The tool isn't the problem

Doghouse – Software Freedom

Article from Issue 268/2023
Author(s):

Restricting uses for FOSS may seem appealing, but it also might not be the solution some imagine.

Recently the question of whether free software (or even open source) should have some clause put into the license to keep the software from being used for "bad" purposes came up again. I believe that most of this was inspired by the war between Ukraine and Russia, and people not wanting their software used for purposes of war. Some of this is probably also inspired by various governments using computer vision software to spy on their citizens or open AI software to establish surveillance. One person even brought up the concept of using "his" free software in nuclear weapons.

I am a pacifist. I do not believe in war as a solution. However, this does not mean that I would just throw up my hands if a warmongering power attacked my country and started harming people. Therefore I can understand the feelings of these people.

However, there are many other things that some people do not like, and such people would object to others using "their" software for doing these things.

Some people do not like the government, so they do not want the government to use their software. Some people do not like the military, so they do not want the military to use their software, even if it is not for killing purposes. Some people do not like the police. Some people do not like religious organizations, and some do not like atheists. The list goes on and on, and if you draw a circle around each of these groups, eventually the Venn diagram shows the null set of people able to use the software. And if no one uses the software, what is the reason for writing it?

Another issue is the concept of software ownership. A particular person, perhaps the founder of the project or the team leader, may try to limit the use of the software, but are they the only person who wrote it? Do all of the contributors agree with this limitation? One of the reasons why the Linux kernel project is still back on the 2.x license of the GPL is that there are thousands of contributors and thousands of copyright holders, who would all have to agree to the change in the license. Some of these contributors have left the project, or died, making it really difficult to get their permission to change the license.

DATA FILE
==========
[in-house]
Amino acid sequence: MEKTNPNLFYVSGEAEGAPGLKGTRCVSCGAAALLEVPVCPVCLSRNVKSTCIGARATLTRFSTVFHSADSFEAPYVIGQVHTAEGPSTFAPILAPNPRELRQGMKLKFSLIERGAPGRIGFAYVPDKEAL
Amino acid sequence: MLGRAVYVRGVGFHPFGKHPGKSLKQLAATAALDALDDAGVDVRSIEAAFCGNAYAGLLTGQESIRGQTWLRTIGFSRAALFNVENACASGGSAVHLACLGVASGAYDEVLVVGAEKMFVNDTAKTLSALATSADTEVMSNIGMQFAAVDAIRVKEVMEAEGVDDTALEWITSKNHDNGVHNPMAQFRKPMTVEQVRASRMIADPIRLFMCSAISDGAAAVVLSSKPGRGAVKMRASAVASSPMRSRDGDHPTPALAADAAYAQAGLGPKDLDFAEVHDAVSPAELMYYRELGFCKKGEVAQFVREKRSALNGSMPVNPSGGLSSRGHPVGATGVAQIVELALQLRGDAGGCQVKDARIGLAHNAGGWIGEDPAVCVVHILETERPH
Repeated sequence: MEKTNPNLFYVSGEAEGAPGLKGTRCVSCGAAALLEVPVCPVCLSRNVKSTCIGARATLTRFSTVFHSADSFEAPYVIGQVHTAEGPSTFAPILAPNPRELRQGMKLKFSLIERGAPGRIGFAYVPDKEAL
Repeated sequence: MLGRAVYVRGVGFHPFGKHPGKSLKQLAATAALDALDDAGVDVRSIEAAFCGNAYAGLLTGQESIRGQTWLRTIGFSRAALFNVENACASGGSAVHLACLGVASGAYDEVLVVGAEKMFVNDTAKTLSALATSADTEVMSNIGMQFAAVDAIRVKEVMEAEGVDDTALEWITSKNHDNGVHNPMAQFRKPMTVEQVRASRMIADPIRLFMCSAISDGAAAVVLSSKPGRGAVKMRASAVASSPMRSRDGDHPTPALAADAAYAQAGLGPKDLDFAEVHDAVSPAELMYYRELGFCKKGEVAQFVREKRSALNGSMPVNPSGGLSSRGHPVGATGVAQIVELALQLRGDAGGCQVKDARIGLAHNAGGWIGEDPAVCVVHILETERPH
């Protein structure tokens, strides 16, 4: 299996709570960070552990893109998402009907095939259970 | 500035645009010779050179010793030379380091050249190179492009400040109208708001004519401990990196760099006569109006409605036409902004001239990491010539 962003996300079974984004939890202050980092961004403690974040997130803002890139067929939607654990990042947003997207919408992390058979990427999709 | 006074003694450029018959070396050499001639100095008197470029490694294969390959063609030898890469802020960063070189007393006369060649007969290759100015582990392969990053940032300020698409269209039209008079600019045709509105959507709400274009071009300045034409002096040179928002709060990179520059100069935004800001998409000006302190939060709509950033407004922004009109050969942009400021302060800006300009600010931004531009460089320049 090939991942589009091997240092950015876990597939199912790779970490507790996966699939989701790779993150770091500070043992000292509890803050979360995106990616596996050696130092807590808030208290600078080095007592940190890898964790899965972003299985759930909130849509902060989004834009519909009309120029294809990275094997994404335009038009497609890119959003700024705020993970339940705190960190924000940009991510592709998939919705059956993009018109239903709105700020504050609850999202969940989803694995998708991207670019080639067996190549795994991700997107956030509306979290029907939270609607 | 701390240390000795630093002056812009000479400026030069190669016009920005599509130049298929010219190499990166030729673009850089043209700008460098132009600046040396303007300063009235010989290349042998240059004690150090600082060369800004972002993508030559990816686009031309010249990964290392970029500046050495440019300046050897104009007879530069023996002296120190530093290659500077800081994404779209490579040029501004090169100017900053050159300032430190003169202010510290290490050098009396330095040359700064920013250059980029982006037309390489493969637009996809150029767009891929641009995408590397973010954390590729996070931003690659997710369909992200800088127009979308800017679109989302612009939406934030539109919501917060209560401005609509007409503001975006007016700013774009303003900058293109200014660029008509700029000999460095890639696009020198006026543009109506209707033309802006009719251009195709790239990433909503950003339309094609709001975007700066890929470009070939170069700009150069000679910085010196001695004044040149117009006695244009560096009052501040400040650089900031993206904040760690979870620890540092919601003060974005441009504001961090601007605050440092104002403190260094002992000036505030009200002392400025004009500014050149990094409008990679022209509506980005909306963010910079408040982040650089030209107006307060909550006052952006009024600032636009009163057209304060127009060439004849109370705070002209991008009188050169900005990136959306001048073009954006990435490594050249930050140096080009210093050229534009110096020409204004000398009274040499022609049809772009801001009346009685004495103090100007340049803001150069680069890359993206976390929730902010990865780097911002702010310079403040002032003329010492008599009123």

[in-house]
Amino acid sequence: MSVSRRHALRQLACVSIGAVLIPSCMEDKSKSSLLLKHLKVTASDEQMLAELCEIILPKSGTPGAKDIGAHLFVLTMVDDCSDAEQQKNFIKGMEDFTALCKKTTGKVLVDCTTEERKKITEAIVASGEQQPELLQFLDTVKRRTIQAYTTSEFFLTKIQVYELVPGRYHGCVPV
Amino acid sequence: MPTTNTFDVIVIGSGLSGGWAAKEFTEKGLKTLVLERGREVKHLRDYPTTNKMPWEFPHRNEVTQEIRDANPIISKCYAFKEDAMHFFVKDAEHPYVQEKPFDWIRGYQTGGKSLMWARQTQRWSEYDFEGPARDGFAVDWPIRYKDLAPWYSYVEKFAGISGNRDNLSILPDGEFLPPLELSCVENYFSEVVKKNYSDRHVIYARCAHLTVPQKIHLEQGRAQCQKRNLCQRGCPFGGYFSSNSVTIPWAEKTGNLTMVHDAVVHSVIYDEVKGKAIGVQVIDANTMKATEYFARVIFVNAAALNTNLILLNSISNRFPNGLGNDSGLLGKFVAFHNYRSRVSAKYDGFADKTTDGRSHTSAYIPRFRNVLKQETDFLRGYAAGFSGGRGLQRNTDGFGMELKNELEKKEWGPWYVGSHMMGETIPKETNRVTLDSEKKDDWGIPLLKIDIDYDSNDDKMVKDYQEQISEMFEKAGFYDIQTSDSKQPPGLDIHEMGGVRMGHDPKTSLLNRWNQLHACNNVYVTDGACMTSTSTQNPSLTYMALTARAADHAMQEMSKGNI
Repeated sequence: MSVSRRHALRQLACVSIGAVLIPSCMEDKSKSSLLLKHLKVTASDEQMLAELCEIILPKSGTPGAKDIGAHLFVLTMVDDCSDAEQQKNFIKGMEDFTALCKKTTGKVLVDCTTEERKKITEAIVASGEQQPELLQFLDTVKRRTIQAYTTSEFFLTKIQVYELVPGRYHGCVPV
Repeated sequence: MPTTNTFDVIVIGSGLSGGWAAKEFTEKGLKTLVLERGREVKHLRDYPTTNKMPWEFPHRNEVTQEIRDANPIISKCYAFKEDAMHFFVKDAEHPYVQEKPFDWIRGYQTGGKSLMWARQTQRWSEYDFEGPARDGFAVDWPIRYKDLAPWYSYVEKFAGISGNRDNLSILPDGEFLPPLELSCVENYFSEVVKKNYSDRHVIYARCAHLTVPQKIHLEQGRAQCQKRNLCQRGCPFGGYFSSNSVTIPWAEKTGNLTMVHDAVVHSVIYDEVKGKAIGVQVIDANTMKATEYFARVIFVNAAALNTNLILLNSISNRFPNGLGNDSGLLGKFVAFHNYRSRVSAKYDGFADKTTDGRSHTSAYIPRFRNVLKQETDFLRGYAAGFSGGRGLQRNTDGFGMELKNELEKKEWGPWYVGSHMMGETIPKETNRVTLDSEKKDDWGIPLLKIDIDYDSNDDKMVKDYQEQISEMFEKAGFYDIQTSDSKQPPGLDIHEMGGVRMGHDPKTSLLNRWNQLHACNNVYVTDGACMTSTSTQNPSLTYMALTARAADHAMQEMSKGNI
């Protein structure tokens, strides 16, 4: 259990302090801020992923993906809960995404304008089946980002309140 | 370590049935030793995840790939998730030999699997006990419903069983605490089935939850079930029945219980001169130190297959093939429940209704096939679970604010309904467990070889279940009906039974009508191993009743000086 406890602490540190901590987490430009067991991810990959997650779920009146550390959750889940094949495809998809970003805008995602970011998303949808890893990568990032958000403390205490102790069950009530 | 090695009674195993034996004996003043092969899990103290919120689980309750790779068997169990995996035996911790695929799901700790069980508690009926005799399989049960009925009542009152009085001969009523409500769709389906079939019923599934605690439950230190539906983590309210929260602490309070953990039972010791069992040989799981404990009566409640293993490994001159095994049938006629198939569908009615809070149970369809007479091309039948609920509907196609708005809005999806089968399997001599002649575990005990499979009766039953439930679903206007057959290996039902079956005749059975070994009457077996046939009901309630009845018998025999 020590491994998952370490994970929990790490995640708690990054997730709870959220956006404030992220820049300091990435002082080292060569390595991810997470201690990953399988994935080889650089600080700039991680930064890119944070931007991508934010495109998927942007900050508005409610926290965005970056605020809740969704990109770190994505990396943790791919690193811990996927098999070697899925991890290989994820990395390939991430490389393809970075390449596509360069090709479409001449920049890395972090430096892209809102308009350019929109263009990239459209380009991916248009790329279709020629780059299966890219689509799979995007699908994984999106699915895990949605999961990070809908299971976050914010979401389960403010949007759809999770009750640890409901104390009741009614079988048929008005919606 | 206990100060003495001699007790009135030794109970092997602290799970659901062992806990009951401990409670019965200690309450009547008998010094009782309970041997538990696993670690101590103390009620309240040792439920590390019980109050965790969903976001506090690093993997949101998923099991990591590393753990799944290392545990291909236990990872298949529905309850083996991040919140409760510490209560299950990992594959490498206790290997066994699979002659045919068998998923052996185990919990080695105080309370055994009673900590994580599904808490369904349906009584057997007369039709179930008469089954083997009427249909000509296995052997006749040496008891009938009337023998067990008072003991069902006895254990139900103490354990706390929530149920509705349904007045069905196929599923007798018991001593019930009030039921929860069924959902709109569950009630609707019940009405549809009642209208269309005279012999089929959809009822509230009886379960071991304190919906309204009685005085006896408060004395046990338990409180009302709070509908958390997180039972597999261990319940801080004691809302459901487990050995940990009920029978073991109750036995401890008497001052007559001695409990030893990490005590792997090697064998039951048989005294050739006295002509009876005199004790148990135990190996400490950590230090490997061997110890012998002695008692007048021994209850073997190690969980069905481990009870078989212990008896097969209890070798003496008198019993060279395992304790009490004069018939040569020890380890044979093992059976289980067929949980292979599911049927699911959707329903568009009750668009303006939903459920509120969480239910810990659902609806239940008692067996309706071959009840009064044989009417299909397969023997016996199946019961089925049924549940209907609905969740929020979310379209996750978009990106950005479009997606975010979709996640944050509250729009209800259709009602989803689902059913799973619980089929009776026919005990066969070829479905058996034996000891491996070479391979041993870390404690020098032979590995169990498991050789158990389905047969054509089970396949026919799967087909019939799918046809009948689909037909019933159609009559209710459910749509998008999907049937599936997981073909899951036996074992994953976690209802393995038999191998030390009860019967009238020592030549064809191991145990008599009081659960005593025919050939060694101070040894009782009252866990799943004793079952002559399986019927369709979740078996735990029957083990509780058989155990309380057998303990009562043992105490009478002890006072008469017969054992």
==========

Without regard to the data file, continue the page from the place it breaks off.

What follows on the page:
People may have heard of open source projects that change the licensing. Normally this is done with a fork of the project where the original license is maintained for the code released before the license change, and the modified license is applied to the forked code after. Another way of changing a license is to have all the contributors assign their copyrights to an entity (either a person or a corporation) so that person or corporation has the ability to change the license. This is why the GNU project could go from the GPL 2.x licenses to the GPL 3.x licenses without having to get permission from thousands of people.

But trying to get thousands of people to agree on changing the license to include sanctions against some group of people or a country would probably be close to impossible, and a very dangerous precedent.

Even the discussion of such a path would create horrible ripples. In the early days of Free and Open Source Software (FOSS), intellectual property lawyers would read over the many licenses of FOSS software just to make sure there was not some "gotcha" that might affect the companies they represented and prevent those companies from using the software. This inspection by these lawyers is one of the reasons given for a limited set of open source licenses to be generated and used. Once a lawyer has inspected a particular type of license for its terms and conditions, they do not have to inspect it again. If now there were new restrictions superimposed on end uses, you would open this inspection again and many companies would give up using and contributing to open source.

Finally, open source software will find its way to people who want to use it for bad purposes no matter what you do. Just as locks only keep honest people honest, licenses will not prevent evil people from using software for evil purposes.

The solution to this is not to blame the tool, but the user. A hammer can be used to build a house or it can be used to kill a person … used for good or for evil. It is the end developer who is helping to build the weapon or wage the war that we need to stop, not the FOSS in the pipeline.

The Author

Jon "maddog" Hall is an author, educator, computer scientist, and free software pioneer who has been a passionate advocate for Linux since 1994 when he first met Linus Torvalds and facilitated the port of Linux to a 64-bit system. He serves as president of Linux International®.

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